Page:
5 reasons your market intelligence isn’t working (and what to do about it)

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    Market intelligence encompasses a broad set of responsibilities and informs strategy and execution for both downstream stakeholders and upstream decision-makers. Go-to-market teams rely on the data, insights, and competitive information that MI teams share. Corporate strategists rely on market intelligence outputs to guide the organization to new opportunities and define growth paths.

    So when your market intelligence isn’t working, it’s a very big deal.

    Considering the challenges market intelligence teams face, it should impress us when it does work. Combining information from primary sources – like customer interviews, focus groups, and surveys – with secondary research on competitors and your industry is a tall order. Add to that the requirement that MI analysts also make sense of what they find and contextualize it for other teams and stakeholders. Additionally, they must constantly horizon scan for threats and opportunities that might crop up from within and outside your market space. 

    Given the work’s importance and the load accompanying it, it’s natural to be concerned when your market intelligence isn’t working. There could be many reasons why that is the case, including problems with sample sizes and audiences, incomplete or incorrect information, and a lack of time and resources. Below, you’ll find five common reasons why market intelligence doesn’t work for many businesses and how to course-correct to get them in line with your intelligence needs.

    You’re treating market information as if it were market intelligence

    You’ve pulled together data, quotes, and snippets from articles across trade journals, blogs, and mainstream media. You’ve also collected internal presentations, interviews with existing customers, and win/loss information from sales teams. Despite having all of this, it seems as if you can’t move the needle.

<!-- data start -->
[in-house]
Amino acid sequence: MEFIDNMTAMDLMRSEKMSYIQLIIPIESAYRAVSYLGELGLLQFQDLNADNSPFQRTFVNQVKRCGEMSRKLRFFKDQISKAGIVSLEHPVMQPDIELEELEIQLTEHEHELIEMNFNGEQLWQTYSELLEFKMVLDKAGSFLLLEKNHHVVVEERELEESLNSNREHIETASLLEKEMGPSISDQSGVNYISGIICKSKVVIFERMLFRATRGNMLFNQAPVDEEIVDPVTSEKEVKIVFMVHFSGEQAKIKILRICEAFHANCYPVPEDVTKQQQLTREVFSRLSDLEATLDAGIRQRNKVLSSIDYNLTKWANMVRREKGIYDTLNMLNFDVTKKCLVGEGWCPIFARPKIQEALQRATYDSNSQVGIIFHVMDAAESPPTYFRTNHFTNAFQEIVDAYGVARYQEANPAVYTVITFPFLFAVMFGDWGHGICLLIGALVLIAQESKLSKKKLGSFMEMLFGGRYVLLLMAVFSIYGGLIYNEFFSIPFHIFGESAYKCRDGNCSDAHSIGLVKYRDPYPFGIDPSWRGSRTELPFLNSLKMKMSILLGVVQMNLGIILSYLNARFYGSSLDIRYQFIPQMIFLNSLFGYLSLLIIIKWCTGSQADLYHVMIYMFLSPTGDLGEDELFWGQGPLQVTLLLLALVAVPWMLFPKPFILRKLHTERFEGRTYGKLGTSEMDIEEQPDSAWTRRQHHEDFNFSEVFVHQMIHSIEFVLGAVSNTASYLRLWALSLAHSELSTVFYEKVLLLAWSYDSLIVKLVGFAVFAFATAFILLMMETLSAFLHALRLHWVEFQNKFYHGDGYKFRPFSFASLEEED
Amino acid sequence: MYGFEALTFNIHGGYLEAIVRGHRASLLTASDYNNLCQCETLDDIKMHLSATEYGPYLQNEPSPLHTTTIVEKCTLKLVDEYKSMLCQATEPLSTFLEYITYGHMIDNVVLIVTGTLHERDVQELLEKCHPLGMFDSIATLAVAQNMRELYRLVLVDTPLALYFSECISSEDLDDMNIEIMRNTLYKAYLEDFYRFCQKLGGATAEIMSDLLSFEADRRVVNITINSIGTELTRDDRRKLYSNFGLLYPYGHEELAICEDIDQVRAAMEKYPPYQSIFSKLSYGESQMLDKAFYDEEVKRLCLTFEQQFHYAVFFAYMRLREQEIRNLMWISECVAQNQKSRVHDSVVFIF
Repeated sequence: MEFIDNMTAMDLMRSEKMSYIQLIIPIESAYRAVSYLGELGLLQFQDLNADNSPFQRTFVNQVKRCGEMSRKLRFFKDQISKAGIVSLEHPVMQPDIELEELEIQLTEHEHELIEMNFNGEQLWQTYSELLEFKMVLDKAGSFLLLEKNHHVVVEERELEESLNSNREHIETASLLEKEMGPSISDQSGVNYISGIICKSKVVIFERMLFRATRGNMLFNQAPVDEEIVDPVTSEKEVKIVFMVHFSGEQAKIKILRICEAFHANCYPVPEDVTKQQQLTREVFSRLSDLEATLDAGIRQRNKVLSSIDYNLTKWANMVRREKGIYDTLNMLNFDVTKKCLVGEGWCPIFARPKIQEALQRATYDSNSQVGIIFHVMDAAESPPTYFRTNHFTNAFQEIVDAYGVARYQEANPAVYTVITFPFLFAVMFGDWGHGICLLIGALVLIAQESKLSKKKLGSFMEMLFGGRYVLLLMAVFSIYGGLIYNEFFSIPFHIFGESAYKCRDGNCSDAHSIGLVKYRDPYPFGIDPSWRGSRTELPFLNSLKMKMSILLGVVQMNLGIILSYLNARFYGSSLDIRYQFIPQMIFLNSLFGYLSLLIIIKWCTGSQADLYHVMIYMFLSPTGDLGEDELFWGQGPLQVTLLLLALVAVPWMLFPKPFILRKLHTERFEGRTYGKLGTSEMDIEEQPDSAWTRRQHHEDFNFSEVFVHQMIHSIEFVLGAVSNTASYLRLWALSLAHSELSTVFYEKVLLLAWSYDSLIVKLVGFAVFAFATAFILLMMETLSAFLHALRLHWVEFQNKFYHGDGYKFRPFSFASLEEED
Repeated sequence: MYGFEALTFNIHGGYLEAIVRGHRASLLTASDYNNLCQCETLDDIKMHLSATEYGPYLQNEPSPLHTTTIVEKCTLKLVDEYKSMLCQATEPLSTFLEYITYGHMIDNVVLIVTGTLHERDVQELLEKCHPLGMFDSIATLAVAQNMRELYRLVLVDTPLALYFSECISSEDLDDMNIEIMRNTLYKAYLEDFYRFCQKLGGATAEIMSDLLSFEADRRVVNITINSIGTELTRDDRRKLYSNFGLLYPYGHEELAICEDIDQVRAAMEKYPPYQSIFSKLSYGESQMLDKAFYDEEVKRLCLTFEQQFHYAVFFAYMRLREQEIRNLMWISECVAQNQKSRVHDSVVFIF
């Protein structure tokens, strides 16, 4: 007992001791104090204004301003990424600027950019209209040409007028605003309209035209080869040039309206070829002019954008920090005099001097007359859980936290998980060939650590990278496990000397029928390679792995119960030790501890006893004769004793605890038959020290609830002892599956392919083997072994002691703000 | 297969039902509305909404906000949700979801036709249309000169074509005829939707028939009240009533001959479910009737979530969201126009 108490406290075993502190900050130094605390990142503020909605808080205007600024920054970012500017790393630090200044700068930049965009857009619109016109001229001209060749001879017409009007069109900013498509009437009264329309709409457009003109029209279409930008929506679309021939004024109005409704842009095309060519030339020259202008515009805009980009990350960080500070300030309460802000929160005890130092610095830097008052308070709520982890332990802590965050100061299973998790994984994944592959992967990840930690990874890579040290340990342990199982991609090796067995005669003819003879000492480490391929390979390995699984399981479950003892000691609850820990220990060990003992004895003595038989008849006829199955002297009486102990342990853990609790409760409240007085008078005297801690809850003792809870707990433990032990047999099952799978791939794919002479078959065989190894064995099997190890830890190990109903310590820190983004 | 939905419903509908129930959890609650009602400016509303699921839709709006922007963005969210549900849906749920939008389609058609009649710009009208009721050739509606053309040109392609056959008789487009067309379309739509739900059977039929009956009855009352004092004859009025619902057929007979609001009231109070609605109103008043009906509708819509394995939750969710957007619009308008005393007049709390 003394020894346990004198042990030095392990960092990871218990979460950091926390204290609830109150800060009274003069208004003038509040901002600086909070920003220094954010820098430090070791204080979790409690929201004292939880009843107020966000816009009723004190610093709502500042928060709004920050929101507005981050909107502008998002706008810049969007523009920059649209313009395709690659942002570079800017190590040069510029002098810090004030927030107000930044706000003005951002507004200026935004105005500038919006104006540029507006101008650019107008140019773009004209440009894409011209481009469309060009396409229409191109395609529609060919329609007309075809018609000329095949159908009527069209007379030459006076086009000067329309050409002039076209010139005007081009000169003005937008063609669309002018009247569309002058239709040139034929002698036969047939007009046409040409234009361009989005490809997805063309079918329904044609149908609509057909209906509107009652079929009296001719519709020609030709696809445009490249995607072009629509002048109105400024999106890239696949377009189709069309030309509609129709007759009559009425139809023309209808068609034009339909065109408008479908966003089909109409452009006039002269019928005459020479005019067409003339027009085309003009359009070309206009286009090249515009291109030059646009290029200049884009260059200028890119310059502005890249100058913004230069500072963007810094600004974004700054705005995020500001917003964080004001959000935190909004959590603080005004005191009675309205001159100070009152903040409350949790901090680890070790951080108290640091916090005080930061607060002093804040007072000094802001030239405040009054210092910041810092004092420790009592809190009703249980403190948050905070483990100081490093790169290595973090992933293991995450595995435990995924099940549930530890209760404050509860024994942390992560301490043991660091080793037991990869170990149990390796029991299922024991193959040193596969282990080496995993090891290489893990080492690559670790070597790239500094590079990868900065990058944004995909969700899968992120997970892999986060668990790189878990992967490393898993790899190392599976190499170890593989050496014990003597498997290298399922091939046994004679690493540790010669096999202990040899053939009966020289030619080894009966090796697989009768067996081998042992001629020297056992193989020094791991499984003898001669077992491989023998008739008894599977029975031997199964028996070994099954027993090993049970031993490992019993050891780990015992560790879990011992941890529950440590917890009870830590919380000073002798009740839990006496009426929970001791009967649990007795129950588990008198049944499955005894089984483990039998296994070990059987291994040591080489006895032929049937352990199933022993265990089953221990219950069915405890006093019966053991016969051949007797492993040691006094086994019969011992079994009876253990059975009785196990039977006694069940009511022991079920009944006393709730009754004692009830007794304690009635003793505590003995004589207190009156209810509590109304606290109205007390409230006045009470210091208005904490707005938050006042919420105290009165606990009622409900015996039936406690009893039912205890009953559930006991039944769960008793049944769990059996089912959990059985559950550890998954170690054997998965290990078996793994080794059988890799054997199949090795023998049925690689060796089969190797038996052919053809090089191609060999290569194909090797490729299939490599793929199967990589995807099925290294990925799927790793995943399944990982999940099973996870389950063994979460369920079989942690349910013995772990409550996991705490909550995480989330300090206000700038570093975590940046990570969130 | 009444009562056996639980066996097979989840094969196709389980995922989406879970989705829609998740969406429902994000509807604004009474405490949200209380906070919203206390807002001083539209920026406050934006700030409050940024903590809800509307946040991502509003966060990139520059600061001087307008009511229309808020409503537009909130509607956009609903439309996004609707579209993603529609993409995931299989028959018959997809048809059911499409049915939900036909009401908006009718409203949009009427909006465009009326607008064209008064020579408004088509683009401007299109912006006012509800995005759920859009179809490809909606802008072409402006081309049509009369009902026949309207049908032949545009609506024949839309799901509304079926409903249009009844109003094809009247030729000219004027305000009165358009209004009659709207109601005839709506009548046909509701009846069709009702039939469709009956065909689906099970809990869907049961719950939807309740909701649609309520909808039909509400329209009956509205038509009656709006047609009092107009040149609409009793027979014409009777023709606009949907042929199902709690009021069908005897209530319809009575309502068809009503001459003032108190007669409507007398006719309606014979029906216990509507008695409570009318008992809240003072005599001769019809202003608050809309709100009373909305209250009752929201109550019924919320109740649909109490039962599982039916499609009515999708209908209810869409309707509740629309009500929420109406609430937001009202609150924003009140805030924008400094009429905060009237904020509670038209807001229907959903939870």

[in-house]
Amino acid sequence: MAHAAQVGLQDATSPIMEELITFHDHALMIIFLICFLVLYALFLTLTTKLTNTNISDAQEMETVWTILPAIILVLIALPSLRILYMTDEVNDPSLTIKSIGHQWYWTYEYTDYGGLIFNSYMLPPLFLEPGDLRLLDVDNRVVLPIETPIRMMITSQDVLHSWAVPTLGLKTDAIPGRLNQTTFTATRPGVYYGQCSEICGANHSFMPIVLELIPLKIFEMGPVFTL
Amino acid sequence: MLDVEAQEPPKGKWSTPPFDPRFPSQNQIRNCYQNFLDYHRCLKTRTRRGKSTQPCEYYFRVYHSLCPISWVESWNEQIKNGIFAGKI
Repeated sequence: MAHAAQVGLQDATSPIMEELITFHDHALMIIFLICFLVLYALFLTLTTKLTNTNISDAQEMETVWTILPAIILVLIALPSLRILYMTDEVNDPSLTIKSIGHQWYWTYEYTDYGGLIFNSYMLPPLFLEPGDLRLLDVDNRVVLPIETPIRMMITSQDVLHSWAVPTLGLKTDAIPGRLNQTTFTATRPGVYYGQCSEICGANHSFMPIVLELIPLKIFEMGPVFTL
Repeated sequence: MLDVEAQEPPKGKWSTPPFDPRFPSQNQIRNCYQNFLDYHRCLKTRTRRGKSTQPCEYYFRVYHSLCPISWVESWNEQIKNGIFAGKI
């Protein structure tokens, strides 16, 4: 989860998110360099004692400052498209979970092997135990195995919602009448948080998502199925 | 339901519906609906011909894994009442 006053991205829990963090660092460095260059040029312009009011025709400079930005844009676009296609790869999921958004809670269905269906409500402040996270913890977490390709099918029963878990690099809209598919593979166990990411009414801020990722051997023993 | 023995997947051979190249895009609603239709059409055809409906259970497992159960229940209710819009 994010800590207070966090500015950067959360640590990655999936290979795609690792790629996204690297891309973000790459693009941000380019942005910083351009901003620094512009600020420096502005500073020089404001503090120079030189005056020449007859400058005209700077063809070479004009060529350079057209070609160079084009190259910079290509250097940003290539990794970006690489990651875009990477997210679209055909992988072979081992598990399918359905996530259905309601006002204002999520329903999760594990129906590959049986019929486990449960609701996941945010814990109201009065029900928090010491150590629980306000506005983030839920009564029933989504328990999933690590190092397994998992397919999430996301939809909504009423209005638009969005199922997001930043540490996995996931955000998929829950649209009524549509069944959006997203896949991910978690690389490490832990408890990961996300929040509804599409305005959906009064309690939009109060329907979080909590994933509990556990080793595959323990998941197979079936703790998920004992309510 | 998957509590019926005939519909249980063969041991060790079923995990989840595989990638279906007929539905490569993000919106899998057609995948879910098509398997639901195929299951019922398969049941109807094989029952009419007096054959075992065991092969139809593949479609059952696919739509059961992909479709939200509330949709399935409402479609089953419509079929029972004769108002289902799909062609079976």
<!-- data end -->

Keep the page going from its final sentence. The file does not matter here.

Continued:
That’s because there is a difference between market information and market intelligence. All the information listed above and much more is crucial to informing your business. However, good, practical market intelligence isn’t about collecting data points – it’s about using what you’ve collected to answer critical questions for the business. 

    The solution? The information you find must be mined for insights, combined to create a bigger picture, and contextualised with your experience and the organisation’s vision. Collecting information is only part of the equation. Schedule time to extract, review, compare, and process the market information you find. Better yet, create repositories and story arcs of the market and competitive information you find and share it with colleagues to collaboratively develop insights that will lead to market intelligence.

    You’re only using a small set of secondary sources

    Market intelligence extraction and harvesting are time-consuming in our modern world. Millions of pieces of content are created every day. Using traditional methods, it’s simply impossible to search out and find every piece of information that is relevant to your company’s market and goals. 

    The solution for many businesses is to turn to reliable mainstream media sources or a small stable of industry content providers. Each of these strategies is problematic in its own way. 

    In the case of mainstream media, you’re seeing information at the tail end of its news cycle – it’s already been discussed on blogs, on Twitter and LinkedIn, and in industry publications. Once it reaches mainstream media, you can no longer proactively address the information.

    A small stable of content providers may put you a little closer to the source of information. However, it’s likely that you’re choosing sites and publications that align with your existing thinking, creating an environment ripe for confirmation bias.

    The solution? Create a source strategy for secondary research that encompasses a wide range of different types of content to give you a fuller picture of topics and your market. Mainstream media and your standard content providers have their place, but seek out smaller blogs from topic experts and those that present a contrary or provocative viewpoint from the one you typically would follow.